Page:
Sunday, October 15, 2017

Depth of field in VR

I have always been very fascinated by depth of field in computed graphics. For me, it often defines photo realism, mimicking the shortcomings of a real camera. Naturally it is a poor match for interactive applications because the computer doesn't know what the user is looking at, but I've tried to squeeze in depth of field in as many of the Mediocre games as I could get away with. In Smash Hit I wanted to use it for everything, but Henrik though it looked too weird and made it harder to aim (he was probably right), so we ended up only enabling only it in the near field. In Does not Commute and PinOut, which both have fixed camera angles I'm doing a wonderful trick, enabling a slight depth of field by seamlessly blurring the upper and lower parts of the screen. This is super cheap and takes away depth artefacts completely.

Anyway, since I'm so obsessed with depth of field I've started experimenting with it in VR. This has opened up a whole can of new problems and frustrations and I'd like to share some of my findings so far.

When I first tried it out with a fixed focal length it just looked weird and I couldn't really put my finger on why it was so different from a flat screen. Being able to focus on the blur itself gives an extremely artificial look. Some people say your eyes can't focus on different things in VR because the screen is always at the same distance from your eyes. This is only partly correct. You can still turn your eyes independently in VR. A lot of what is focus in real life is not related to the lens in the eye, but the angle of your eyes (vergence). This is what causes double vision behind or in front of what you're focusing on and is probably a far more important depth cue than the blur itself. This is already in VR "for free", it wasn't until I tried depth of field in VR that I understood why all VR experiences I've tried has been a bit "messy". Like a three dimensional clutter of too much information. When the depth of field is there and coincides with the double vision that is already there it gives a certain calmness to the image that is very pleasant.



Using depth of field as tool for directing the viewers attention towards a specific area is probably never going to work in VR. I'm still not sure why it works so extremely well in 2D but fails so miserably in VR, but it's probably because the viewer in VR can in fact "focus" on the out of focus areas by adjusting the angle of the eyes. However, depth of field could still add a lot to VR by removing the visual clutter, not really adding anything new but making the experience less painful.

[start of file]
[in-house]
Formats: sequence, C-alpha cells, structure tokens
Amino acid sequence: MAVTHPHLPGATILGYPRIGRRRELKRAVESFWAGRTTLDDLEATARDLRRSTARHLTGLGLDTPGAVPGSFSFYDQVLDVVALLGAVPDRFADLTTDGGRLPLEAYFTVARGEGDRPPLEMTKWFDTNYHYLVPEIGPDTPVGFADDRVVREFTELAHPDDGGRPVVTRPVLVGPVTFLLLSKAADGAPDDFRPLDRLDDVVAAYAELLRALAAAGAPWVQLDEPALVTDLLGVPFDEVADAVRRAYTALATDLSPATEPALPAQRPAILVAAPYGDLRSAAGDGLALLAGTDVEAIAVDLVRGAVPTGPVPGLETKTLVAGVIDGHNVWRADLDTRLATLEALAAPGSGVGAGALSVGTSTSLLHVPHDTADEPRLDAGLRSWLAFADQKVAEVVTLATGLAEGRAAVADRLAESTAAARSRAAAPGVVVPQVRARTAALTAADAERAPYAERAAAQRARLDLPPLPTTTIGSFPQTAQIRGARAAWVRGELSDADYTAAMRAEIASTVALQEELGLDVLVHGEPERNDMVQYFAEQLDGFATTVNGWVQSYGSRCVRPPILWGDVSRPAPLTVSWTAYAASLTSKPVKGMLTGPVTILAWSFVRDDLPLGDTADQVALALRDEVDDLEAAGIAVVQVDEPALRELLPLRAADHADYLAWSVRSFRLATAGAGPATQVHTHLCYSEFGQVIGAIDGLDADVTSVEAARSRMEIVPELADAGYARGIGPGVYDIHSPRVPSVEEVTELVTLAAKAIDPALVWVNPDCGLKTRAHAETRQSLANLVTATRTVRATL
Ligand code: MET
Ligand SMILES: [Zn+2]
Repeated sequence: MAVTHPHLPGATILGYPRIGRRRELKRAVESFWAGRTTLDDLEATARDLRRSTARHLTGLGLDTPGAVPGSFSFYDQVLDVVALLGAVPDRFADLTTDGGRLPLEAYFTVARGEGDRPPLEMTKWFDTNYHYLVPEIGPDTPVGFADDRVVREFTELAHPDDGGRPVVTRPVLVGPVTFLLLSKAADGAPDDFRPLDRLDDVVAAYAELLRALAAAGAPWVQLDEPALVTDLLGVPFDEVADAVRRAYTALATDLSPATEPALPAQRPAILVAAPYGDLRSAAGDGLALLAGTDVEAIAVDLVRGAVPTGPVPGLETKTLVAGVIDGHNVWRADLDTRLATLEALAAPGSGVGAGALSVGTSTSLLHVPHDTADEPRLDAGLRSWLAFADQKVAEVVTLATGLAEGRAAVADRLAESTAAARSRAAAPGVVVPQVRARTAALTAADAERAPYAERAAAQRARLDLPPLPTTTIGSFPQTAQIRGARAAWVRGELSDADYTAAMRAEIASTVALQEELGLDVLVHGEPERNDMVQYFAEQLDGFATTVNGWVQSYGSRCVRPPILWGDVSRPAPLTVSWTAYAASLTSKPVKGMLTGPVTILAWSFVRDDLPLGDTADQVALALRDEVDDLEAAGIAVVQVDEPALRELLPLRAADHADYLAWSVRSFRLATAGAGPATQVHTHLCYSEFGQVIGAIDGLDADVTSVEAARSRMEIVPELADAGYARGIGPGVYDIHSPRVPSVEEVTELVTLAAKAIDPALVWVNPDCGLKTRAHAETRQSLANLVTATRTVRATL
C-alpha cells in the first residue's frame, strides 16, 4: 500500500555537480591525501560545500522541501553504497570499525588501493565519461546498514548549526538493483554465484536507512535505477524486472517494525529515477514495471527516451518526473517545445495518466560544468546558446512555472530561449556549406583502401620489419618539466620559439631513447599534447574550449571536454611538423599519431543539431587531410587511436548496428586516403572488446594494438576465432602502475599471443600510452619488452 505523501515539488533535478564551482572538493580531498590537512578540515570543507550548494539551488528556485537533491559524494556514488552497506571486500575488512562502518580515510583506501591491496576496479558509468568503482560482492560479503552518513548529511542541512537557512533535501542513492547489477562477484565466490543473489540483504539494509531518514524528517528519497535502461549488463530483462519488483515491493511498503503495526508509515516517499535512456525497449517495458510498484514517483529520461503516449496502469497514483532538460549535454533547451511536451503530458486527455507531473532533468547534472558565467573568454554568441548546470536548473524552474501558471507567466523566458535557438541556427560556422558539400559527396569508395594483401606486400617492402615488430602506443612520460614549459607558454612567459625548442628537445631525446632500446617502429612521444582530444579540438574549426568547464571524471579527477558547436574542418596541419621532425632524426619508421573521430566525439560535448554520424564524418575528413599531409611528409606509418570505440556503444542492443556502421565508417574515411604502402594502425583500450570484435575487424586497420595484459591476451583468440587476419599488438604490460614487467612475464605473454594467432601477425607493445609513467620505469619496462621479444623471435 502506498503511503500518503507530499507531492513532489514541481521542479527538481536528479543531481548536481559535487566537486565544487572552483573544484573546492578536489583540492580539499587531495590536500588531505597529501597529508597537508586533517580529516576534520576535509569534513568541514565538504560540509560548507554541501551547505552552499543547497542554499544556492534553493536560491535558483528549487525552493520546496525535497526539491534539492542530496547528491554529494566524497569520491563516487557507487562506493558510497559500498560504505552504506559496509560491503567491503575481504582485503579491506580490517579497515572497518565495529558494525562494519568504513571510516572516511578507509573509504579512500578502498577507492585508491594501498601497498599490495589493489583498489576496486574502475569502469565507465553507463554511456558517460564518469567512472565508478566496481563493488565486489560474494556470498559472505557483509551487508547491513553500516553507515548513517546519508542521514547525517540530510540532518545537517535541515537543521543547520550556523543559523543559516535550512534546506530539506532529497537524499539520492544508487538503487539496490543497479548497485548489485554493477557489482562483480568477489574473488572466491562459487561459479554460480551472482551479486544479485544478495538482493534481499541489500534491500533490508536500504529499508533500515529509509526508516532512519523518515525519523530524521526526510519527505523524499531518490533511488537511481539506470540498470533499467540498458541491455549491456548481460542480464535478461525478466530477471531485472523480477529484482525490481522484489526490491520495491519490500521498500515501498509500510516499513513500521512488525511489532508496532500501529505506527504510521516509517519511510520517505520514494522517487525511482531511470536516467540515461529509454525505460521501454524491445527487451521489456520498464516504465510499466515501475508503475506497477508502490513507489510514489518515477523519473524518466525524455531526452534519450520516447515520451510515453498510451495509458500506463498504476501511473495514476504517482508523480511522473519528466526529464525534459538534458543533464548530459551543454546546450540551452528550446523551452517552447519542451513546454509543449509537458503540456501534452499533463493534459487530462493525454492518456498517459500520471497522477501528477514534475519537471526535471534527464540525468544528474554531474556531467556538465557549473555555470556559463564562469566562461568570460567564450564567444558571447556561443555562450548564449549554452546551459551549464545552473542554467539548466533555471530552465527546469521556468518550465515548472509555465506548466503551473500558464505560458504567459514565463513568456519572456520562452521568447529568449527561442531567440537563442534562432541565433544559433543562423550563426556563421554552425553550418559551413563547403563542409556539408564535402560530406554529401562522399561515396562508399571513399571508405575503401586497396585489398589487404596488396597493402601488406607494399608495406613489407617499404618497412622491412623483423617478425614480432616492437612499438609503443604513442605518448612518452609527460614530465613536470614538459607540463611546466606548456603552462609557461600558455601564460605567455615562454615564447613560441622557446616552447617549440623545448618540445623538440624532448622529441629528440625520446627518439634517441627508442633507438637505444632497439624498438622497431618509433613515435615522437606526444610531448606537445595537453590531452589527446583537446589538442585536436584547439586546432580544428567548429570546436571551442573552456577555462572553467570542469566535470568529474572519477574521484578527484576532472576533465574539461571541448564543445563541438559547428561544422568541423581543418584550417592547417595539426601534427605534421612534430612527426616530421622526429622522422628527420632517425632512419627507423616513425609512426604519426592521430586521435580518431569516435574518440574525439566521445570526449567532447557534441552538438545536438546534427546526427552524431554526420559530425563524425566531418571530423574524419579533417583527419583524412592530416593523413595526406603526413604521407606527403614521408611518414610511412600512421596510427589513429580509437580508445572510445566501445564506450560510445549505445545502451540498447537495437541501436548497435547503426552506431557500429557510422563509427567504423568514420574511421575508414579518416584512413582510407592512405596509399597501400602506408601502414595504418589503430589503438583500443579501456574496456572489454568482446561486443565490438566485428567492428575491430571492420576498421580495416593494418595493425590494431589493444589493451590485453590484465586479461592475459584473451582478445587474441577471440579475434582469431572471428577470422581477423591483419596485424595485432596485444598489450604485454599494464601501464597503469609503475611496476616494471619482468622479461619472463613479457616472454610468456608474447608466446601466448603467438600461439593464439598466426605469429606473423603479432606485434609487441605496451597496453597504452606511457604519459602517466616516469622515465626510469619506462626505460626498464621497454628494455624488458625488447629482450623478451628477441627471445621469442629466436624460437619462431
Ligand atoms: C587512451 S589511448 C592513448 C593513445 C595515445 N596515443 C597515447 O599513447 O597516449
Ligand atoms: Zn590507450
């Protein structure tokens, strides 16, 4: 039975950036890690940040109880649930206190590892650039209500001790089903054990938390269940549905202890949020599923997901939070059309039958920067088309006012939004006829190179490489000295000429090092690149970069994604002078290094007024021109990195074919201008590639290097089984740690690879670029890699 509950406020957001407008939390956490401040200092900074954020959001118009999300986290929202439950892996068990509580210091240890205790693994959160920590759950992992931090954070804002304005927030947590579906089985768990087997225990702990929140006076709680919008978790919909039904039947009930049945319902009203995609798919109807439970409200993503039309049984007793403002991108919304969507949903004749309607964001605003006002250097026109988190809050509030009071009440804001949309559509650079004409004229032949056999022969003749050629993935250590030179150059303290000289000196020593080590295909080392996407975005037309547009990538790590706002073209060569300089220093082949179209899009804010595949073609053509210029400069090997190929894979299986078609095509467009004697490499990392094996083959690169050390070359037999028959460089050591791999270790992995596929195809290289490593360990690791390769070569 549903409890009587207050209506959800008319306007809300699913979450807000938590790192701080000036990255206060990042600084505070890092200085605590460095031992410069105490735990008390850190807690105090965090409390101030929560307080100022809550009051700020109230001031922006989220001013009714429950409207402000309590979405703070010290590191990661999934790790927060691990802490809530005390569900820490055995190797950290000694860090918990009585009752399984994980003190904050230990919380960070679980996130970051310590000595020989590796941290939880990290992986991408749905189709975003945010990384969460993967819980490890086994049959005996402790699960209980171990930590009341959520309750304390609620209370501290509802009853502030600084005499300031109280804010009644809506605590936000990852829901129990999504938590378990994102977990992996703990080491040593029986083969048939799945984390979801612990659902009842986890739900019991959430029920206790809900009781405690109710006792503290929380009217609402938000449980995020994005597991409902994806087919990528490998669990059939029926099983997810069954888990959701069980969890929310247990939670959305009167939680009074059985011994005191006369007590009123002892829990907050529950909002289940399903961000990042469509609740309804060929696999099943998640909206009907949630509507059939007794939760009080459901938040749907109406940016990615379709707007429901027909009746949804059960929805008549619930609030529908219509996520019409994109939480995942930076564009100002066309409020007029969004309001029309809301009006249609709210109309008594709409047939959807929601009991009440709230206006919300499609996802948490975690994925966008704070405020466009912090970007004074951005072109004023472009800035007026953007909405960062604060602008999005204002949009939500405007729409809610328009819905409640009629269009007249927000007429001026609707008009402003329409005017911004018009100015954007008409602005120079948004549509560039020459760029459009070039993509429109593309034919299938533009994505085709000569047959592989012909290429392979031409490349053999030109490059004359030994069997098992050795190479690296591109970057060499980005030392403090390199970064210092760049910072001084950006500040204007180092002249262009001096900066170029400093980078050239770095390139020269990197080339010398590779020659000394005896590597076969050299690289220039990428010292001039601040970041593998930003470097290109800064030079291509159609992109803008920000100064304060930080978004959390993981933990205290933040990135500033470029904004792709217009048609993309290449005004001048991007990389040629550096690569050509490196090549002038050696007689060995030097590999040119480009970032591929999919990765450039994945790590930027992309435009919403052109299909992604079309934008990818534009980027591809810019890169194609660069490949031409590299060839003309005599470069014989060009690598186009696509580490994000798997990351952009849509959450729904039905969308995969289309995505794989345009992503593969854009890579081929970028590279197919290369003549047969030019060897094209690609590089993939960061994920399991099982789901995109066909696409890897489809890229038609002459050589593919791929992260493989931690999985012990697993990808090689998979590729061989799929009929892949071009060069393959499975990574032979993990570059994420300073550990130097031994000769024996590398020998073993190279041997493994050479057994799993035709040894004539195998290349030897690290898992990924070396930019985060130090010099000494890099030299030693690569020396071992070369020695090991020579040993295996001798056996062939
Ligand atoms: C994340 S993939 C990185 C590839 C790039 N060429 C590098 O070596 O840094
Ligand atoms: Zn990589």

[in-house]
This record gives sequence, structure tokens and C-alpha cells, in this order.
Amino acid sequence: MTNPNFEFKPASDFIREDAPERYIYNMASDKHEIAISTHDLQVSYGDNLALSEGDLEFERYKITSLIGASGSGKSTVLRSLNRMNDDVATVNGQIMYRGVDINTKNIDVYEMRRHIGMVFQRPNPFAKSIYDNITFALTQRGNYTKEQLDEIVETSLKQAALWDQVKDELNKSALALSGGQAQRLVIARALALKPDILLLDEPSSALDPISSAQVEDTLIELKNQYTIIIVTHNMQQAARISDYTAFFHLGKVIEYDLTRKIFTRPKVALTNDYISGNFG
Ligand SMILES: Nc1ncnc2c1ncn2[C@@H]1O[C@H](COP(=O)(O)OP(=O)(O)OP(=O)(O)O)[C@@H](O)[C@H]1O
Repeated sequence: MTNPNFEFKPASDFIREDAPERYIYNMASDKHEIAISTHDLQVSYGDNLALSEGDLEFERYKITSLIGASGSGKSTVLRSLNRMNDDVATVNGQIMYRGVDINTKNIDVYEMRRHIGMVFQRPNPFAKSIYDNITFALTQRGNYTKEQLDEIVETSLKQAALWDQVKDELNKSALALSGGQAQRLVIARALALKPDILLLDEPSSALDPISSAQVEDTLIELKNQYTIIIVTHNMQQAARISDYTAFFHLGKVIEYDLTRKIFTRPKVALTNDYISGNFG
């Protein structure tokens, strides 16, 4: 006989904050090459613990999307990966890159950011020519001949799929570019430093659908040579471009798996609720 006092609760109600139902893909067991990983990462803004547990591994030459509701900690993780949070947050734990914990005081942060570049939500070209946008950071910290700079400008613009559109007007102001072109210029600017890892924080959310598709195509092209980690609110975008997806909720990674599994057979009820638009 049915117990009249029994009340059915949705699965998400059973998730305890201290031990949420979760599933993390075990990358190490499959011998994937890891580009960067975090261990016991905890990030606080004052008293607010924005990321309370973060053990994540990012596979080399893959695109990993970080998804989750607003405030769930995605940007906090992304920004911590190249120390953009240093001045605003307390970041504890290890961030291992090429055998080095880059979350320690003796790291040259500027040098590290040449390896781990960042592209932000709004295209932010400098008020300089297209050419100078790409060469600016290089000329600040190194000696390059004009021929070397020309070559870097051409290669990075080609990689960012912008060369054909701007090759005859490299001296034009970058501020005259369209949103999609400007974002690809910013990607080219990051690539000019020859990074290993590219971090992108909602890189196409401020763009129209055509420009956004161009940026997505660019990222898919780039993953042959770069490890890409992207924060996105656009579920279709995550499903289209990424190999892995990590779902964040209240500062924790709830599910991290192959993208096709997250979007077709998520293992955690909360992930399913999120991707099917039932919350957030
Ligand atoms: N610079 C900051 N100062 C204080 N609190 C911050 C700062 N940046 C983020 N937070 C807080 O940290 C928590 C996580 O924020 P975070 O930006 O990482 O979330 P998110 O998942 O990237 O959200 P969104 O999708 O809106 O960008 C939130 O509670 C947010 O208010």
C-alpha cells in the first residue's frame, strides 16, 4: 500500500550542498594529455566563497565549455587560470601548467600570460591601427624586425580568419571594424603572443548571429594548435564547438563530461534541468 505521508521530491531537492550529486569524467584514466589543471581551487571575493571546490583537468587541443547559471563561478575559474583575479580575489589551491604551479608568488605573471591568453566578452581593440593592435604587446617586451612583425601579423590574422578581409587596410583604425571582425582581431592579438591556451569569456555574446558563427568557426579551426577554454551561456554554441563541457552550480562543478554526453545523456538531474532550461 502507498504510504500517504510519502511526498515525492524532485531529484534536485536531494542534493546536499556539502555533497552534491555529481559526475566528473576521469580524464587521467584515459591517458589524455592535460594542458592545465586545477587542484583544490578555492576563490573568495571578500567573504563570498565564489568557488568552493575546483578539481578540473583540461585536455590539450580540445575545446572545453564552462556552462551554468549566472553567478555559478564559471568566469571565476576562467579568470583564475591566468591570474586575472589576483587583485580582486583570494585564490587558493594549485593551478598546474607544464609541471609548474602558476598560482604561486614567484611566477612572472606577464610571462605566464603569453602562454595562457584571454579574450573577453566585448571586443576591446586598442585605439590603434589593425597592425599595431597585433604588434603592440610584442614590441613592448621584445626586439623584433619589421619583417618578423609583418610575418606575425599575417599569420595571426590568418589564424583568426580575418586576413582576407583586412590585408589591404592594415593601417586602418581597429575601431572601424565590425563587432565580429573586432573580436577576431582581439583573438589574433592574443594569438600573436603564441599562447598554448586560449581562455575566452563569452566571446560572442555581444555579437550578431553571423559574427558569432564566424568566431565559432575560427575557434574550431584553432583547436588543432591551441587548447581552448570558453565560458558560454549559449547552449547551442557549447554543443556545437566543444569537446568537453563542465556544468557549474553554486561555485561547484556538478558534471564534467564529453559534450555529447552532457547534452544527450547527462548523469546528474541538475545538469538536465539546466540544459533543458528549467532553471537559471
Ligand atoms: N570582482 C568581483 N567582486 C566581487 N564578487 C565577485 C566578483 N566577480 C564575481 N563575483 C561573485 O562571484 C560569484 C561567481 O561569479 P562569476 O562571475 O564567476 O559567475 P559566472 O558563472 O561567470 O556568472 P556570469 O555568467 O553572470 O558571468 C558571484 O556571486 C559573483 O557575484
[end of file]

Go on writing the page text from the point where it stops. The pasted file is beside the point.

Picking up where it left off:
In order to make an adaptive depth of field, one that adjusts the focal length dynamically, I've implemented a system that is pretty similar to what has been used in (D)SLR cameras for decades – a set of focus points that are all weighed together, making the central points more dominant. For each focus point I shape cast a small sphere from the camera and record the hit distance. The reason I'm using sphere shape casting instead of raycasting is that I want focus points to ignore minor gaps between geometry. It also gives smoother focus transitions when moving the camera.



The focus point system works relatively well, but it tends to ignore small objects in the foreground, not because the shape cast will miss them (it does not) but because very few of them hit, only making a minor contribution to the final focal length. To overcome this I introduced a minimum and maximum forced focus range, in which everything is in focus. We are now leaving physical territory, because with a real lens there is only a singular depth where objects are in focus. However, a forced focus range is definitely not any less accurate then having focus everywhere, so who cares. The forced focus range starts with the focus point-computed focal length. For any focus point closer than that I simply adjust the range to include that distance. This modification turned out pretty good. It tends to keep most objects in the center area of the screen in focus all the time, so to some extent it cancels out the whole point of adding depth of field, but having out of focus objects in the peripheral vision and behind the main objects in the center gives a much more pleasant looking image.

It does have some drawbacks of course. You can still focus on the blur, but it really only looks weird when it happens in the near field, which with the focus range modification can only happen if you look away from the center (and honestly, the lenses in todays HMDs are so bad that everything is blurry there anyway).

So is it worth the hassle? I'm not sure, but I think so. When it works it looks truly awesome, and when it fails it's definitely annoying. I'll keep experimenting with this one.

Finally, here is how I do the actual depth of field. Probably nothing new in there, but everyone does it a little differently. Here is my version:

1) Fill up the DOF (depth of field) buffer using the final composited image before bloom and tone mapping. Store in in an RGBA texture, where the alpha channel represents the amount of blur. I use a half size texture for this. To compute the blur amount, I'm using the formula k*(1/focalPoint-1/distance).